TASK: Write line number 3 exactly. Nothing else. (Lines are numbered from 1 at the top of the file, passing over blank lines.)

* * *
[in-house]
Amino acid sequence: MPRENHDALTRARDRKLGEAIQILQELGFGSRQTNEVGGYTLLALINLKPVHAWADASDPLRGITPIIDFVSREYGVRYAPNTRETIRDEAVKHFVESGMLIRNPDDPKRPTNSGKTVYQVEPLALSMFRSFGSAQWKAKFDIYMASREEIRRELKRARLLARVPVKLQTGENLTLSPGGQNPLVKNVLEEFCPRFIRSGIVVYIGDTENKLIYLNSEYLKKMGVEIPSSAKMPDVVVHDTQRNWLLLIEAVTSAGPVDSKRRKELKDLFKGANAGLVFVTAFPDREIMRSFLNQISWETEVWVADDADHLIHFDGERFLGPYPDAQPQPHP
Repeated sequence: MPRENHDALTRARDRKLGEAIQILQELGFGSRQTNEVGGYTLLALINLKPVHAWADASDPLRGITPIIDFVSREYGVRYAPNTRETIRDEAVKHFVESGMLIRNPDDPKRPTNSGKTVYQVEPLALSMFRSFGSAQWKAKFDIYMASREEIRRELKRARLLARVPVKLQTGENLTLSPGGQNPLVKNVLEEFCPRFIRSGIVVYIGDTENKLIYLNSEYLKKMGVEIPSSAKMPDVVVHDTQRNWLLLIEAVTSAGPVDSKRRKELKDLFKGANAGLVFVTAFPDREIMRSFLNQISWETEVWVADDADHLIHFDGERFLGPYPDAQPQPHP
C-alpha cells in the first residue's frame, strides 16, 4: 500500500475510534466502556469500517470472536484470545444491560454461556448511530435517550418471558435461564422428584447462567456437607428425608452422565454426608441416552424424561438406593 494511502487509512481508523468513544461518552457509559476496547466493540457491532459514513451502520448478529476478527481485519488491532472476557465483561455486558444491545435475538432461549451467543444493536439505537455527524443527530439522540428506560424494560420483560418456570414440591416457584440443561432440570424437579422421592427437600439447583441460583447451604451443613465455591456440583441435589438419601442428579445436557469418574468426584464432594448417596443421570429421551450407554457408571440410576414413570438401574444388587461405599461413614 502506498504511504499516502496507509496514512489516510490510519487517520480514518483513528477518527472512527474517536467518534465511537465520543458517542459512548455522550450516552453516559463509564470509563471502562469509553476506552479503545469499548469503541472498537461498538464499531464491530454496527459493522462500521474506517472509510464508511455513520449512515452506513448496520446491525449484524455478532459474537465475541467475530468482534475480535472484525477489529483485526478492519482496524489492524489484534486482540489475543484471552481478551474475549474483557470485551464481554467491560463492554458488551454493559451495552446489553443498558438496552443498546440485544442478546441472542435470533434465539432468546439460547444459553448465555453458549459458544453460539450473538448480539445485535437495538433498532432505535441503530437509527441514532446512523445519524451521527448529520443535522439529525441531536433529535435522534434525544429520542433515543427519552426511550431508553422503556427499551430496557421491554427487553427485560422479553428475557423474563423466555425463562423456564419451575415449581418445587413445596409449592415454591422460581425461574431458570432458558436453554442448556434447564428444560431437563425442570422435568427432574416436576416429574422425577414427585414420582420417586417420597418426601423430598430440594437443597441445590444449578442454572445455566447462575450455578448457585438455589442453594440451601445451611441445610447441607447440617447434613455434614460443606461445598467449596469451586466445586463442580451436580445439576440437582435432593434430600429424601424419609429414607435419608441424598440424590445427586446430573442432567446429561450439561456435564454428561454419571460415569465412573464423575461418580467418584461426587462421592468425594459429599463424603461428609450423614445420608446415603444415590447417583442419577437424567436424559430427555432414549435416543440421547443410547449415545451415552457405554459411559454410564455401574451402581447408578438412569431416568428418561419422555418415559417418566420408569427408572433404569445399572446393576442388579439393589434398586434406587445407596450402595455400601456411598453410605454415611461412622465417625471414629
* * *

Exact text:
Repeated sequence: MPRENHDALTRARDRKLGEAIQILQELGFGSRQTNEVGGYTLLALINLKPVHAWADASDPLRGITPIIDFVSREYGVRYAPNTRETIRDEAVKHFVESGMLIRNPDDPKRPTNSGKTVYQVEPLALSMFRSFGSAQWKAKFDIYMASREEIRRELKRARLLARVPVKLQTGENLTLSPGGQNPLVKNVLEEFCPRFIRSGIVVYIGDTENKLIYLNSEYLKKMGVEIPSSAKMPDVVVHDTQRNWLLLIEAVTSAGPVDSKRRKELKDLFKGANAGLVFVTAFPDREIMRSFLNQISWETEVWVADDADHLIHFDGERFLGPYPDAQPQPHP